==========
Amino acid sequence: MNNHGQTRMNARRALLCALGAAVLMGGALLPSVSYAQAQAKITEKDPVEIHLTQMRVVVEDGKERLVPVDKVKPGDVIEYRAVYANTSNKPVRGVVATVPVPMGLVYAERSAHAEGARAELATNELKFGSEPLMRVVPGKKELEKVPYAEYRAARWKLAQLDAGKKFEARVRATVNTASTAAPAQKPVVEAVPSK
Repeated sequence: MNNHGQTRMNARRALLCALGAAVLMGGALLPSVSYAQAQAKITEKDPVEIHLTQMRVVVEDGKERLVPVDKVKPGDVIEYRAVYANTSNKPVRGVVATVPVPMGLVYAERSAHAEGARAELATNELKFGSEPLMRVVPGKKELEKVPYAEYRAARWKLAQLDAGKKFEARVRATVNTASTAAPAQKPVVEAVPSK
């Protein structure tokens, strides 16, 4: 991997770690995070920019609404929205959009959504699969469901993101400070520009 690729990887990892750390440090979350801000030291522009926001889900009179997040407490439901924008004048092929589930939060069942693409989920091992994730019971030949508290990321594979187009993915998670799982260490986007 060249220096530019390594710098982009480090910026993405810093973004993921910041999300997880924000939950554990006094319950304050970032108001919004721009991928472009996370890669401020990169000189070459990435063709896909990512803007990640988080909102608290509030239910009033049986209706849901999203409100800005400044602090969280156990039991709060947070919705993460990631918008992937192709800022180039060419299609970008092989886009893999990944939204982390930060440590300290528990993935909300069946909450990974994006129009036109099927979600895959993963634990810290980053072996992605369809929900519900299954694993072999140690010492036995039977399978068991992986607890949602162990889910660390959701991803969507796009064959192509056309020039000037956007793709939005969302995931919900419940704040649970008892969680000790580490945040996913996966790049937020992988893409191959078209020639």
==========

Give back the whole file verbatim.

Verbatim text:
Amino acid sequence: MNNHGQTRMNARRALLCALGAAVLMGGALLPSVSYAQAQAKITEKDPVEIHLTQMRVVVEDGKERLVPVDKVKPGDVIEYRAVYANTSNKPVRGVVATVPVPMGLVYAERSAHAEGARAELATNELKFGSEPLMRVVPGKKELEKVPYAEYRAARWKLAQLDAGKKFEARVRATVNTASTAAPAQKPVVEAVPSK
Repeated sequence: MNNHGQTRMNARRALLCALGAAVLMGGALLPSVSYAQAQAKITEKDPVEIHLTQMRVVVEDGKERLVPVDKVKPGDVIEYRAVYANTSNKPVRGVVATVPVPMGLVYAERSAHAEGARAELATNELKFGSEPLMRVVPGKKELEKVPYAEYRAARWKLAQLDAGKKFEARVRATVNTASTAAPAQKPVVEAVPSK
């Protein structure tokens, strides 16, 4: 991997770690995070920019609404929205959009959504699969469901993101400070520009 690729990887990892750390440090979350801000030291522009926001889900009179997040407490439901924008004048092929589930939060069942693409989920091992994730019971030949508290990321594979187009993915998670799982260490986007 060249220096530019390594710098982009480090910026993405810093973004993921910041999300997880924000939950554990006094319950304050970032108001919004721009991928472009996370890669401020990169000189070459990435063709896909990512803007990640988080909102608290509030239910009033049986209706849901999203409100800005400044602090969280156990039991709060947070919705993460990631918008992937192709800022180039060419299609970008092989886009893999990944939204982390930060440590300290528990993935909300069946909450990974994006129009036109099927979600895959993963634990810290980053072996992605369809929900519900299954694993072999140690010492036995039977399978068991992986607890949602162990889910660390959701991803969507796009064959192509056309020039000037956007793709939005969302995931919900419940704040649970008892969680000790580490945040996913996966790049937020992988893409191959078209020639």